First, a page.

Dress: Homemade vintage

If you have any questions about Sankara or any of the other Pramana Experience resorts, flick me a message in the comments below. I’d love to hear from you. Thanks again to Mr Wayan Wardika for having us visit your lovely villas.

Photography by my lovely boyfriend David Evans & myself.


Liv x


Dedari Kriyamaha Villas, Ubud

Tucked away in the forest and off the beaten track you’ll find the hidden gem that is Dedari Kriyamaha Villas managed by Pramana Experience.

Walk into the sanctuary and feel the warmth of the staff as they welcome you with all their heart regardless of whether you look like a supermodel or a drowned rat from a wet and wild motorbike ride… of course we were the latter.

In the traditional Pramana Experience way, you’ll be offered a delicious frozen drink made of mint, lime, ginger + honey while the staff explain the fun activities you can partake in during your stay. It’s not uncommon to want to order the “welcome drink” even after you’ve been welcomed.

We were escorted to our villa under an ornately adorned parasol as the heavy tropical shower hit the thick canvas brim. The friendly concierge led us down a quiet path to our secluded leafy green paradise.

Equiped with a state-of-the-art modern kitchen, you can either cook for yourself or order from the onsite restaurant. We enjoyed dining in the restaurant as it has a lively energy with golden lights and sometimes even a great live duo performing, however when some kids got a little raucous (as they do) the staff offered to deliver our meal to our room which was lovely.

The villa’s private pools are generous in length and perfect for an early morning refresh or evening cool off.

If you’re an early riser, there is a great rice field tour which runs from 8am – 9am. It’s nothing taxing on the body, so haul yourself out of the ridiculously comfortable bed and explore the rice plantation, learn about the harvest, befriend some cows, meet some locals and don’t forget to take some sturdy shoes that you don’t mind getting a bit muddy.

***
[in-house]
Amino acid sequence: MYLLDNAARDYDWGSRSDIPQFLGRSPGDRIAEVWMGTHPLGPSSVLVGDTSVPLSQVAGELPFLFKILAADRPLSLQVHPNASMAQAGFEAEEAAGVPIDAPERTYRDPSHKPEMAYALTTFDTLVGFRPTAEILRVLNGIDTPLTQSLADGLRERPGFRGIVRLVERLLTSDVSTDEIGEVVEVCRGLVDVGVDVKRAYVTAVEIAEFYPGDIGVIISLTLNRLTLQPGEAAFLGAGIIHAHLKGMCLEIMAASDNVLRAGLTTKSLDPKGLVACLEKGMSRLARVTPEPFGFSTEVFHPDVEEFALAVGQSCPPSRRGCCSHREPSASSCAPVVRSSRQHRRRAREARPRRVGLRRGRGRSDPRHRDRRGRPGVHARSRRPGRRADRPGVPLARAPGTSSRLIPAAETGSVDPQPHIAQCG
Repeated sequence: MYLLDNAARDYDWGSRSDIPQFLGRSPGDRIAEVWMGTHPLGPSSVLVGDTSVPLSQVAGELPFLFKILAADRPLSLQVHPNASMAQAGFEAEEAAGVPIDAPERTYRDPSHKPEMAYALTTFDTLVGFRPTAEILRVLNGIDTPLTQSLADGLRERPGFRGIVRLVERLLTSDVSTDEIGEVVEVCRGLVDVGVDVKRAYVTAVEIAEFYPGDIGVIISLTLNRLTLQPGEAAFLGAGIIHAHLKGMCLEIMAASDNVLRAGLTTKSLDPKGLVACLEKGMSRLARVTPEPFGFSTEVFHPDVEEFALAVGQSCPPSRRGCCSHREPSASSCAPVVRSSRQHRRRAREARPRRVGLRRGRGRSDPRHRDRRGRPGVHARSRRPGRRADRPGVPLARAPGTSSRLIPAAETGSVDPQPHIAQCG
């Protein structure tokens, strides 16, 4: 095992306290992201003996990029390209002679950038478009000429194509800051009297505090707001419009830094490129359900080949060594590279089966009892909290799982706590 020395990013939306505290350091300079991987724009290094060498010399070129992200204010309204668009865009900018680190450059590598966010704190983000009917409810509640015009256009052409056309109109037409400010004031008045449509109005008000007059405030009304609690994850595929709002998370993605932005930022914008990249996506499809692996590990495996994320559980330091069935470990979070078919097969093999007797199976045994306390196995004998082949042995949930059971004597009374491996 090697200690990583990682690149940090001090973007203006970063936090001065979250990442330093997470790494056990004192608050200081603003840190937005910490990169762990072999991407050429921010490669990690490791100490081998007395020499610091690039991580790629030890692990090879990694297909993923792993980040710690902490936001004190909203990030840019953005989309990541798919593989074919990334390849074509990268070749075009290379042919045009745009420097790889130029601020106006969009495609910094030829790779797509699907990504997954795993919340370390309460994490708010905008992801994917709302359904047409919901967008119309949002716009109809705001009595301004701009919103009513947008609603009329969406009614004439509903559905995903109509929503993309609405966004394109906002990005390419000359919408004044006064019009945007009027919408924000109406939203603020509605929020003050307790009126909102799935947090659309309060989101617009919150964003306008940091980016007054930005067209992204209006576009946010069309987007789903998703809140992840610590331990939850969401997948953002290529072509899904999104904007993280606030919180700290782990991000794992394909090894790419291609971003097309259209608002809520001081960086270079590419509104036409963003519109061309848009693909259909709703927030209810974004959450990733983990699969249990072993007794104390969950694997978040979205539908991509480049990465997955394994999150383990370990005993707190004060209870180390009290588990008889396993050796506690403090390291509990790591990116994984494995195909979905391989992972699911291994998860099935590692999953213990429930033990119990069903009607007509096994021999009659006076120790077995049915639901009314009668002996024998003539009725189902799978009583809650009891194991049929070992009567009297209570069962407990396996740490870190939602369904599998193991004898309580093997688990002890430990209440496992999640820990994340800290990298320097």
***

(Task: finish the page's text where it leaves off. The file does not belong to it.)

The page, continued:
If that’s your exercise done for the day, treat yourself to a complimentary 10 minute massage in the spa and enjoy high tea in the restaurant.

The room service menu is extensive, and having the kitchen handy means you can reheat your toast and noodles later. A Pramana Experience breakfast always consists of a delicious fresh bread and pastry basket, tea or coffee, juice or fruit, muesli or cereal and a sweet or savoury breakfast option. The lunch and dinner menus feature both Western and Indonesian cuisine.

The two features I check first in a hotel is the bed and the bath. Dedari Kriyamaha Villa certainly receives a high score for having two of the best I’ve enjoyed, but you’ll have to try them out for yourself!

Throughout our stay, the staff were friendly, attentive and went the extra mile to make us feel welcomed and at home. I really appreciate this aspect of Pramana Experience as it definitely makes the stay more memorable. Thank you to Mr Wayan Wardika and his lovely team, we wish you all the best and hope to visit you again soon. Suksma!

Photography by my lovely boyfriend David Evans & myself.


Liv x



Known for: 4th largest city in Japan (population)
Snow sports
Natural Onsen Hotsprings
Mountain ridge walks
Historical villages
Nikka Whisky

Ski down a snow capped mountain in the morning, hike through the woods at lunch, warm up with an early evening onsen and dive into crisp, fluffy sheets at the Keio Plaza for a good night’s sleep.


We arrived at midday in Sapporo itinerary-free but eager for adventure after seeing countless magical photographs in books and online.

With picturesque snowy mountains, wild animals and rugged wilderness, I couldn’t help feeling a touch of nostalgia for New Zealand. Continue reading “OLIVIA ROUND SAPPORO”


Known for: Famous deer park (Nara)
Beach towns (Wakayama)
Onsens (Wakayama)
Fishing Villages (Wakayama)

Spend the weekend befriending deer and bathing in seaside onsens.




1. The first “must see” in Nara is the famous Deer Park. Deer are seen as “sacred” and highly regarded by Japanese people. 


They have the privilege of roaming the park with little to no disturbance of cars and other noisy machinery, and rule the roost when it comes to animal hierarchy.


Travel tip: While most people would assume the deer will take to their beds at night, they tend to become more lively around twilight.

🇯🇵 Hanging out with the wild and boisterous deer in Nara 💓 #OliviaRoundNara

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2. While you’re hanging out with Bambi, walk around the Nara Park lake and find a spot to paint a picture.naraart

Travel tip: If you want to buy snacks to feed the deer, you can. There are stalls throughout the park that sell little round biscuits or nuts.

3. Take an evening walk through the quiet streets of Nara and look at the beautiful wooden architecture.


1. Rent a car from Nara and drive south around the coastal peninsula of Wakayama.


Travel tip: Toyota Car Rentals is your cheapest bet for a 4 door sedan. It’s handy to opt for a GPS so you can avoid toll roads too.